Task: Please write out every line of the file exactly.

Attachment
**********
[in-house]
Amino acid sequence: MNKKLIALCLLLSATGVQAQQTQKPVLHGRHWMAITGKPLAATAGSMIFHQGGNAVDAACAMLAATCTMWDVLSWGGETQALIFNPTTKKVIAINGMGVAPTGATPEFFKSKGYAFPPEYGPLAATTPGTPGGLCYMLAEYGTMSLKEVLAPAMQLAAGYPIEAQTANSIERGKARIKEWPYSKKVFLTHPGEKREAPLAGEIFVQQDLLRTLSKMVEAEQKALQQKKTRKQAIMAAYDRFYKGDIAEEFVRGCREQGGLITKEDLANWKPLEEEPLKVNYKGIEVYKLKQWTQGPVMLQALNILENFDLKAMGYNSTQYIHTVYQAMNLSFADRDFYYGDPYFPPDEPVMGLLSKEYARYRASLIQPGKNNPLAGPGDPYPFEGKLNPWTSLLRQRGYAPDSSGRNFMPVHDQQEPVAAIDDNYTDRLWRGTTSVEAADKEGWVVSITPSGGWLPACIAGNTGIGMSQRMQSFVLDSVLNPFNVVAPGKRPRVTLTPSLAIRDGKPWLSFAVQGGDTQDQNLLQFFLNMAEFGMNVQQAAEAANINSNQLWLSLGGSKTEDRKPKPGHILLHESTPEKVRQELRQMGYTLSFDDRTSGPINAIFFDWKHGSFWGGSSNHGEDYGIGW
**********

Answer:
[in-house]
Amino acid sequence: MNKKLIALCLLLSATGVQAQQTQKPVLHGRHWMAITGKPLAATAGSMIFHQGGNAVDAACAMLAATCTMWDVLSWGGETQALIFNPTTKKVIAINGMGVAPTGATPEFFKSKGYAFPPEYGPLAATTPGTPGGLCYMLAEYGTMSLKEVLAPAMQLAAGYPIEAQTANSIERGKARIKEWPYSKKVFLTHPGEKREAPLAGEIFVQQDLLRTLSKMVEAEQKALQQKKTRKQAIMAAYDRFYKGDIAEEFVRGCREQGGLITKEDLANWKPLEEEPLKVNYKGIEVYKLKQWTQGPVMLQALNILENFDLKAMGYNSTQYIHTVYQAMNLSFADRDFYYGDPYFPPDEPVMGLLSKEYARYRASLIQPGKNNPLAGPGDPYPFEGKLNPWTSLLRQRGYAPDSSGRNFMPVHDQQEPVAAIDDNYTDRLWRGTTSVEAADKEGWVVSITPSGGWLPACIAGNTGIGMSQRMQSFVLDSVLNPFNVVAPGKRPRVTLTPSLAIRDGKPWLSFAVQGGDTQDQNLLQFFLNMAEFGMNVQQAAEAANINSNQLWLSLGGSKTEDRKPKPGHILLHESTPEKVRQELRQMGYTLSFDDRTSGPINAIFFDWKHGSFWGGSSNHGEDYGIGW